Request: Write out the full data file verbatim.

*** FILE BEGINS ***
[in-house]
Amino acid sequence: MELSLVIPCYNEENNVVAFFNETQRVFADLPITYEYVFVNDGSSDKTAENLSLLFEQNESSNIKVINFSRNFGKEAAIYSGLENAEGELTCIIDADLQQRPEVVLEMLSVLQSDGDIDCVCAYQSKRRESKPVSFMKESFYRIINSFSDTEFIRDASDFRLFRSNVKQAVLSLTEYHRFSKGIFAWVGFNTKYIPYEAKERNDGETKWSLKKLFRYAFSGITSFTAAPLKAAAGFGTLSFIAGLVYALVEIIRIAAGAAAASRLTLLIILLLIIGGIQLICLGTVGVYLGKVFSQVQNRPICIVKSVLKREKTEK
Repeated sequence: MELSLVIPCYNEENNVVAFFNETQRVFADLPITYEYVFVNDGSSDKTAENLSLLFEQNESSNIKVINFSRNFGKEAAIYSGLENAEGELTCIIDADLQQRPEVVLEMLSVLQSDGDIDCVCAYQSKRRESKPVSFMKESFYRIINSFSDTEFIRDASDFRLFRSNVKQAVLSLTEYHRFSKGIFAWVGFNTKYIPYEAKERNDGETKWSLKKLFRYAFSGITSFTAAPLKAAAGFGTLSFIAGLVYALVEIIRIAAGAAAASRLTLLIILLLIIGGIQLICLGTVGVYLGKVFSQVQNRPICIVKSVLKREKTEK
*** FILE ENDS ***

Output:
[in-house]
Amino acid sequence: MELSLVIPCYNEENNVVAFFNETQRVFADLPITYEYVFVNDGSSDKTAENLSLLFEQNESSNIKVINFSRNFGKEAAIYSGLENAEGELTCIIDADLQQRPEVVLEMLSVLQSDGDIDCVCAYQSKRRESKPVSFMKESFYRIINSFSDTEFIRDASDFRLFRSNVKQAVLSLTEYHRFSKGIFAWVGFNTKYIPYEAKERNDGETKWSLKKLFRYAFSGITSFTAAPLKAAAGFGTLSFIAGLVYALVEIIRIAAGAAAASRLTLLIILLLIIGGIQLICLGTVGVYLGKVFSQVQNRPICIVKSVLKREKTEK
Repeated sequence: MELSLVIPCYNEENNVVAFFNETQRVFADLPITYEYVFVNDGSSDKTAENLSLLFEQNESSNIKVINFSRNFGKEAAIYSGLENAEGELTCIIDADLQQRPEVVLEMLSVLQSDGDIDCVCAYQSKRRESKPVSFMKESFYRIINSFSDTEFIRDASDFRLFRSNVKQAVLSLTEYHRFSKGIFAWVGFNTKYIPYEAKERNDGETKWSLKKLFRYAFSGITSFTAAPLKAAAGFGTLSFIAGLVYALVEIIRIAAGAAAASRLTLLIILLLIIGGIQLICLGTVGVYLGKVFSQVQNRPICIVKSVLKREKTEK